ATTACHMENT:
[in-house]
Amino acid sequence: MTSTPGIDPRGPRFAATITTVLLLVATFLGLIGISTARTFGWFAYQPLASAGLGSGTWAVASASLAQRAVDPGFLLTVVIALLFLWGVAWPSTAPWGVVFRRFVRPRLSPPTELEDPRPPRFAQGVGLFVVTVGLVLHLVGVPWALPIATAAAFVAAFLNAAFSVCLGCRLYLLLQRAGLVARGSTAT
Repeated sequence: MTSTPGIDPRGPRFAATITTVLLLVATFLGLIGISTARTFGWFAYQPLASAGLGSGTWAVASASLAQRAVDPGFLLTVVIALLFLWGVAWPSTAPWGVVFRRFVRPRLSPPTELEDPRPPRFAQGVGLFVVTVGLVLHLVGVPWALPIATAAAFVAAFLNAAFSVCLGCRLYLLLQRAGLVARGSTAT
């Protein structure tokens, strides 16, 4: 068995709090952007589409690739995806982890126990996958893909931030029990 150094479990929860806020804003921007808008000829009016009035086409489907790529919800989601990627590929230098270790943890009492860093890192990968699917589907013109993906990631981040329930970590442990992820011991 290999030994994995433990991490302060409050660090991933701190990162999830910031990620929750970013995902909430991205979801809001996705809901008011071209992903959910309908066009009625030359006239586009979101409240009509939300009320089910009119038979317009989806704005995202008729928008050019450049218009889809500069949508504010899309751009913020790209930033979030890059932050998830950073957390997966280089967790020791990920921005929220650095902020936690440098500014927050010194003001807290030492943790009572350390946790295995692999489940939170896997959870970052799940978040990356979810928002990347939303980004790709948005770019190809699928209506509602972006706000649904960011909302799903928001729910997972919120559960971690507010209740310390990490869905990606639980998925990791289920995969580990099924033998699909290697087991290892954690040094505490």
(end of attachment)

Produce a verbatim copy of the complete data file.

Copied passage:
[in-house]
Amino acid sequence: MTSTPGIDPRGPRFAATITTVLLLVATFLGLIGISTARTFGWFAYQPLASAGLGSGTWAVASASLAQRAVDPGFLLTVVIALLFLWGVAWPSTAPWGVVFRRFVRPRLSPPTELEDPRPPRFAQGVGLFVVTVGLVLHLVGVPWALPIATAAAFVAAFLNAAFSVCLGCRLYLLLQRAGLVARGSTAT
Repeated sequence: MTSTPGIDPRGPRFAATITTVLLLVATFLGLIGISTARTFGWFAYQPLASAGLGSGTWAVASASLAQRAVDPGFLLTVVIALLFLWGVAWPSTAPWGVVFRRFVRPRLSPPTELEDPRPPRFAQGVGLFVVTVGLVLHLVGVPWALPIATAAAFVAAFLNAAFSVCLGCRLYLLLQRAGLVARGSTAT
């Protein structure tokens, strides 16, 4: 068995709090952007589409690739995806982890126990996958893909931030029990 150094479990929860806020804003921007808008000829009016009035086409489907790529919800989601990627590929230098270790943890009492860093890192990968699917589907013109993906990631981040329930970590442990992820011991 290999030994994995433990991490302060409050660090991933701190990162999830910031990620929750970013995902909430991205979801809001996705809901008011071209992903959910309908066009009625030359006239586009979101409240009509939300009320089910009119038979317009989806704005995202008729928008050019450049218009889809500069949508504010899309751009913020790209930033979030890059932050998830950073957390997966280089967790020791990920921005929220650095902020936690440098500014927050010194003001807290030492943790009572350390946790295995692999489940939170896997959870970052799940978040990356979810928002990347939303980004790709948005770019190809699928209506509602972006706000649904960011909302799903928001729910997972919120559960971690507010209740310390990490869905990606639980998925990791289920995969580990099924033998699909290697087991290892954690040094505490």